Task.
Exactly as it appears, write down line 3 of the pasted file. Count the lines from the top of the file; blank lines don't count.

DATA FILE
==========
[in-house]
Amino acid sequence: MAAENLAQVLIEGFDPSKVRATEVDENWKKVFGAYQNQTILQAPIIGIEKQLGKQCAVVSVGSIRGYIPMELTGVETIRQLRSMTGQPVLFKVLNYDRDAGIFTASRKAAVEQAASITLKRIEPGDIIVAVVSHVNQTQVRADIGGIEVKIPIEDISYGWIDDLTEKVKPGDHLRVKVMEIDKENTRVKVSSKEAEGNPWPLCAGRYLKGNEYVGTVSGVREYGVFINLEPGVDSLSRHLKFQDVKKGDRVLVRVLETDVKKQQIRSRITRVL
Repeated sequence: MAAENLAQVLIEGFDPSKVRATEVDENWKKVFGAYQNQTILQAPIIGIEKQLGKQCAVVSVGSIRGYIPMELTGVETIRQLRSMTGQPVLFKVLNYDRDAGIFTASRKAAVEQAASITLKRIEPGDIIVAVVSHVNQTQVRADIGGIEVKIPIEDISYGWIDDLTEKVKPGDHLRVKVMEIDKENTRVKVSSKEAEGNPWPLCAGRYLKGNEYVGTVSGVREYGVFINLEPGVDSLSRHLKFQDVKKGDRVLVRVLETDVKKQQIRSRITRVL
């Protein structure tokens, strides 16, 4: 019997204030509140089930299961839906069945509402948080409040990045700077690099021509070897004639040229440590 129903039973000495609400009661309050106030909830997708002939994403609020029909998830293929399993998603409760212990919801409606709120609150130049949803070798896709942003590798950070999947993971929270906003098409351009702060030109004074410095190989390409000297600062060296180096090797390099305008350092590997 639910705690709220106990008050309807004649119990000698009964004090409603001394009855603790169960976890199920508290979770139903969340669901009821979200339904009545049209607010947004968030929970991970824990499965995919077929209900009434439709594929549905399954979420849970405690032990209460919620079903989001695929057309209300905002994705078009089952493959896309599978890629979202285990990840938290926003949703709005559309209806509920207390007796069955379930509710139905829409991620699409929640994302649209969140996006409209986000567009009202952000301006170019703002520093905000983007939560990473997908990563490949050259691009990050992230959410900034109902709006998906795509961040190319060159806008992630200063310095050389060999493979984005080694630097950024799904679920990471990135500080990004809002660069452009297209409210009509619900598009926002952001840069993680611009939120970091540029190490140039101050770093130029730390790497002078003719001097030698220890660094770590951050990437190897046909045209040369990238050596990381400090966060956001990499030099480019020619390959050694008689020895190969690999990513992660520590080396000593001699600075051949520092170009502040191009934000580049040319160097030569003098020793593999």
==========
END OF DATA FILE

Repeated sequence: MAAENLAQVLIEGFDPSKVRATEVDENWKKVFGAYQNQTILQAPIIGIEKQLGKQCAVVSVGSIRGYIPMELTGVETIRQLRSMTGQPVLFKVLNYDRDAGIFTASRKAAVEQAASITLKRIEPGDIIVAVVSHVNQTQVRADIGGIEVKIPIEDISYGWIDDLTEKVKPGDHLRVKVMEIDKENTRVKVSSKEAEGNPWPLCAGRYLKGNEYVGTVSGVREYGVFINLEPGVDSLSRHLKFQDVKKGDRVLVRVLETDVKKQQIRSRITRVL